Exodus and the Psalms provided stimulus for reflecting on how the Old Testament presents God in a series of short reflections I published during the Fall of 2010 in Mennonite Weekly Review.
These reflections followed the uniform Sunday School lesson for that time period. The format for these reflections allows very little opportunity for in-depth analysis of any sort. And they are meant to be accessible to non-scholars. So it’s a challenge to find something to say that has substance.
My main interest, in the small space allotted, was to test the thesis that God in the Old Testament is actually mainly presented as merciful, concerned with healing, and well worth trusting in. Of course, one could easily find 13 passages that would support this thesis. However, part of the challenge in writing these reflections was that I was not allowed to choose the passages to write on; I had to follow the outline given to me.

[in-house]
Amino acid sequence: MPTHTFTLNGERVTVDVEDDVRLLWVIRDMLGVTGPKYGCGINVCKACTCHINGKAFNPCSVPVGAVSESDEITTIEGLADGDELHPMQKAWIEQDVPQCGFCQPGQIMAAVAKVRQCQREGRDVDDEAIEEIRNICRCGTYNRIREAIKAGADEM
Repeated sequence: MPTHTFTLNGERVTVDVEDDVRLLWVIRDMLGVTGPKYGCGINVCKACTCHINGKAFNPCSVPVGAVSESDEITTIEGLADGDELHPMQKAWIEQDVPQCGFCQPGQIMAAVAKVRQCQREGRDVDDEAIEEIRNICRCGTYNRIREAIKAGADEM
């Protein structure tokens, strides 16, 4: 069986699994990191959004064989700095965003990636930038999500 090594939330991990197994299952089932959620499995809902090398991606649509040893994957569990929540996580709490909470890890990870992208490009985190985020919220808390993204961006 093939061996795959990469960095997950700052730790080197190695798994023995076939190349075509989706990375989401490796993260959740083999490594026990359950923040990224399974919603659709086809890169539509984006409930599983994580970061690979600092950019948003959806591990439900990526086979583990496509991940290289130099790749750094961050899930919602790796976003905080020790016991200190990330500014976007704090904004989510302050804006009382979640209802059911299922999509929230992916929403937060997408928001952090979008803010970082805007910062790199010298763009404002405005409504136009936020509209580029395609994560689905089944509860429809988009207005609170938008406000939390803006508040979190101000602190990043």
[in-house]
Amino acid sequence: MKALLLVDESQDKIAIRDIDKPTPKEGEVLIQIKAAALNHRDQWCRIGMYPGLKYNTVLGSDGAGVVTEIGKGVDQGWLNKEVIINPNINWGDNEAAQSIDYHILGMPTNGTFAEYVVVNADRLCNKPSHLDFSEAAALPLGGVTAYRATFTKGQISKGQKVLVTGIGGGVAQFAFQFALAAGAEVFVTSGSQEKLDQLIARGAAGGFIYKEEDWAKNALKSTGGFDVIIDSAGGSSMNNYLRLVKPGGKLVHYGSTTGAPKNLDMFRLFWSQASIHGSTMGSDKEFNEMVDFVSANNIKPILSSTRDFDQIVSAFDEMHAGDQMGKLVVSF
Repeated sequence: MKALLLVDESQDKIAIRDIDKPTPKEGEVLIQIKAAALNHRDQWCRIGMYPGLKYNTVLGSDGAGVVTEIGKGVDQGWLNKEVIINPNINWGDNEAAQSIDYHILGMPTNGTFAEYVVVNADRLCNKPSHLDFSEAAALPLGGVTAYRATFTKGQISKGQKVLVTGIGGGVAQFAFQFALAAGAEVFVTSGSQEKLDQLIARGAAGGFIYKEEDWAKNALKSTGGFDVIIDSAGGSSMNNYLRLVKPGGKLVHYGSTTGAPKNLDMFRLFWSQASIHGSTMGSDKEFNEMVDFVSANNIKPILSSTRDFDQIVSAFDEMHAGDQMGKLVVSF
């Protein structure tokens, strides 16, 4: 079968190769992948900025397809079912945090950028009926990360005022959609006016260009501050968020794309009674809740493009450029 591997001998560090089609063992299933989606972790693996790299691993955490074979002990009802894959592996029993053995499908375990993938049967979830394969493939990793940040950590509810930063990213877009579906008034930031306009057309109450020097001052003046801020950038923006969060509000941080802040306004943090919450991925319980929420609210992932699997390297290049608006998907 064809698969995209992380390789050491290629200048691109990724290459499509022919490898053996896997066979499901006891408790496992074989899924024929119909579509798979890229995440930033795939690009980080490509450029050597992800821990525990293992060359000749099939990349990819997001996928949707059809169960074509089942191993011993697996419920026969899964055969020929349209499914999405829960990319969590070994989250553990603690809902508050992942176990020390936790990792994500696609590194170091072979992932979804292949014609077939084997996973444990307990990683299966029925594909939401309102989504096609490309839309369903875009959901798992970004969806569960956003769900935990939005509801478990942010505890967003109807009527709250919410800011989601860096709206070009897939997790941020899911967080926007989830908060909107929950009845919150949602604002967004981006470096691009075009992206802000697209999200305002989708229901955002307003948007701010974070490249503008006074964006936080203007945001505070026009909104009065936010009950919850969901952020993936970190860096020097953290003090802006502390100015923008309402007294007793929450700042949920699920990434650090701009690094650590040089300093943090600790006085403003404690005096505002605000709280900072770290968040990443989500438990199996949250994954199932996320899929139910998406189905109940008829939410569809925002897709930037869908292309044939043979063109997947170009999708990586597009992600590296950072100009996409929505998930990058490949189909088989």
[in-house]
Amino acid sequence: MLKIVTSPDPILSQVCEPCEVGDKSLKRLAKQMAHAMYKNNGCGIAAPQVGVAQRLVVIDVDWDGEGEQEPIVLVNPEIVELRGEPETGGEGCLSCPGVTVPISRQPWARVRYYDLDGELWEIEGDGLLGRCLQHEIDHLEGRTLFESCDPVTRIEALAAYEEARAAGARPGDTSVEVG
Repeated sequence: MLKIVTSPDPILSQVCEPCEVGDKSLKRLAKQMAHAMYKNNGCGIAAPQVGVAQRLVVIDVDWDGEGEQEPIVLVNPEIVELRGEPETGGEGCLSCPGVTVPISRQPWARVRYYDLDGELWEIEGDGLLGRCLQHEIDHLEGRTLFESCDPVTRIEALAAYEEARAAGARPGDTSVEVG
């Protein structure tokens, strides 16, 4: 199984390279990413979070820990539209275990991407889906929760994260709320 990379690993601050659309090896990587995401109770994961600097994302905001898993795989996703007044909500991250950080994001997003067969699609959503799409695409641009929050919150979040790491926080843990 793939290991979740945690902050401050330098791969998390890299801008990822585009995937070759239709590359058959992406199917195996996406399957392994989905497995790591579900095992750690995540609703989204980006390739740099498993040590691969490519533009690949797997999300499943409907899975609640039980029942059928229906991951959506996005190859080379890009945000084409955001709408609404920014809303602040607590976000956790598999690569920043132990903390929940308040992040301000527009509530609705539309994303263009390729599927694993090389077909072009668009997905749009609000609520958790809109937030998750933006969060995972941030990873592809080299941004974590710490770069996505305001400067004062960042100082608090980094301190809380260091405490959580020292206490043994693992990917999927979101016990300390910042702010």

I found this to be a worthy challenge and felt in the end that my thesis has been confirmed—albeit, as a general impression not a settled conclusion. In the end, though, I felt myself to be inspired and encouraged by these texts and thought that the discipline to struggle with them in light of my concern with present-day lessons for peacemaking was well worthwhile.
Too often Christians (and others) with commitments actively to work for peace see the Old Testament as a problem to overcome, not a positive resource for peacemaking. While the Old Testament is complex and diverse in its portrayal of God, these short reflections are meant to encourage readers not simply to think in terms of finding scattered bit and pieces that we can point to to say the Old Testament is not all bad—rather, the Old Testament is essential and unique as a source of insight and exhortation that might help empower us to embody shalom.
Here is a link to a page that has the list of the thirteen lessons and links to each short article.